Weed Alert: Parkinsonia
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- Declared in NSW under the Noxious Weeds Act 1993 (Current Status)
- Weed of National Significance (definition)
Contacts and Further InformationIf you find this weed please help to prevent its further spread by contacting your local Council Weeds Officer or the nearest NSW Department of Primary Industries office immediately for positive identification and further assistance.
Alternatively call the NSW Weeds Hotline on
1800 680 244 or send an email to firstname.lastname@example.org
Parkinsonia (Parkinsonia aculeata)
Parkinsonia is an invasive spiny shrub or small tree that forms impenetrable dense thickets around watercourses such as drainage lines, creeks, dams, rivers and bores. It is adapted to a range of climates and once established is capable of withstanding long periods of heat and drought. Parkinsonia is also known as Jerusalem thorn.
Parkinsonia grows well on open grasslands and rangelands, although wetlands and floodplains are particularly vulnerable to invasion, leading to reduced water flow and availability of surface water, erosion and loss of native habitat. Infestations can also restrict access to land and waterways, degrade pasture, replace native plant species and provide shelter for feral animals.
Originally introduced in the late 1800s as a shade and ornamental tree, parkinsonia has now naturalised throughout most of northern Australia. The largest infestations occur in Queensland, the Northern Territory and northern Western Australia. Small isolated infestations have occurred in South Australia.
In New South Wales (NSW), isolated infestations have been identified in Broken Hill, Walgett, Bourke and the far north western corner of the state. Parkinsonia has the potential to invade the north and central coastal regions and most of western NSW.
Parkinsonia is native to Central America, the Caribbean, southern USA, Mexico and northern South America.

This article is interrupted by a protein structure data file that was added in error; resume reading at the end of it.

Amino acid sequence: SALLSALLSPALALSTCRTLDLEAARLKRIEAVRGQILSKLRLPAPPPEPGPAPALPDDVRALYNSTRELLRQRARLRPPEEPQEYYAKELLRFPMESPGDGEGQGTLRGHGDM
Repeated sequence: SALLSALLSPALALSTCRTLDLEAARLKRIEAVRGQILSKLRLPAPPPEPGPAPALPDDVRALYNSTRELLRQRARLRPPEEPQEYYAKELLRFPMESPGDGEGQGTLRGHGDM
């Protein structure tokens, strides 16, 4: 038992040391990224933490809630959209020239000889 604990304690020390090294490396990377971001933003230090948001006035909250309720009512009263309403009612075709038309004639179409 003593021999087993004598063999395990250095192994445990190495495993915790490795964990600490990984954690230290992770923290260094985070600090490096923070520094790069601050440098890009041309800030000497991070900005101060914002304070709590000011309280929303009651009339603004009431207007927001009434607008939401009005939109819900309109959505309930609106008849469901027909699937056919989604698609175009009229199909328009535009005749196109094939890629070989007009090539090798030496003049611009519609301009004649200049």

It has been introduced to many parts of the world and has become an invasive weed of South Africa, the Mediterranean, tropical Africa, south-western Asia, India and the Pacific Islands. Parkinsonia has also become invasive in parts of its native range including Mexico and southern USA.
Parkinsonia reproduces by seed. Water movement is responsible for most of its spread as seed pods can float and be carried large distances by floodwaters.
A mature tree usually produces around 5000 seeds per year. Seeds have a hard, thick coat and can remain dormant in the soil for a number of years. Dormancy is normally broken by wet and warm to hot conditions, and is then usually followed by a mass germination event.
Spread can also occur through movement of contaminated sand or soil from infested sites.
Parkinsonia is a single- or multi-stemmed shrub or small tree that can grow up to 8 m high.
Key identification features
- Stems are green, smooth and slender, slightly zig-zagged and drooping.
- Each leaf stalk is green and flat, up to 30 cm long and 2–3 mm wide, with many small (4–10 mm) oblong leaflets staggered along each side.
- Spines are sharp, 5–15 mm long and grow from the leaf nodes.
- Fragrant flowers are about 2 cm across and 5-petalled, with four petals yellow and one erect orange or orange-spotted petal. Each flower stalk is 5–20 cm long and has 8–12 flowers.
- Seed pods are hairless, up to 10 cm long, leathery and straw-coloured when ripe. They are straight with pointy ends and have constrictions between the seeds. Each pod usually contains 1–4 seeds, but occasionally up to 11.
- Seeds are oblong, 8–10 mm long and olive to brown in colour.
If you suspect you have found parkinsonia you should contact your local council weeds officer who will assist with identification, removal and eradication.
A range of control options are available for parkinsonia. A suitable control program should be tailored to suit the landscape and size of the infestation.
Parkinsonia is a Class 2 Regionally Prohibited Weed in parts of NSW under the Noxious Weeds Act 1993. It must be eradicated and land must be kept free of the plant. As a notifiable weed, all outbreaks must be reported to the local council within 24 hours, and the plant is prohibited from sale in NSW.
Adapted from CRC Weed Management Guide (2003) Parkinsonia (Parkinsonia aculeata)
Reviewed by: Peter Gray; Edited by: Elissa van Oosterhout
Hosking JR, Sainty GR, Jacobs SWL & Dellow LL (in prep) The Australian WeedBOOK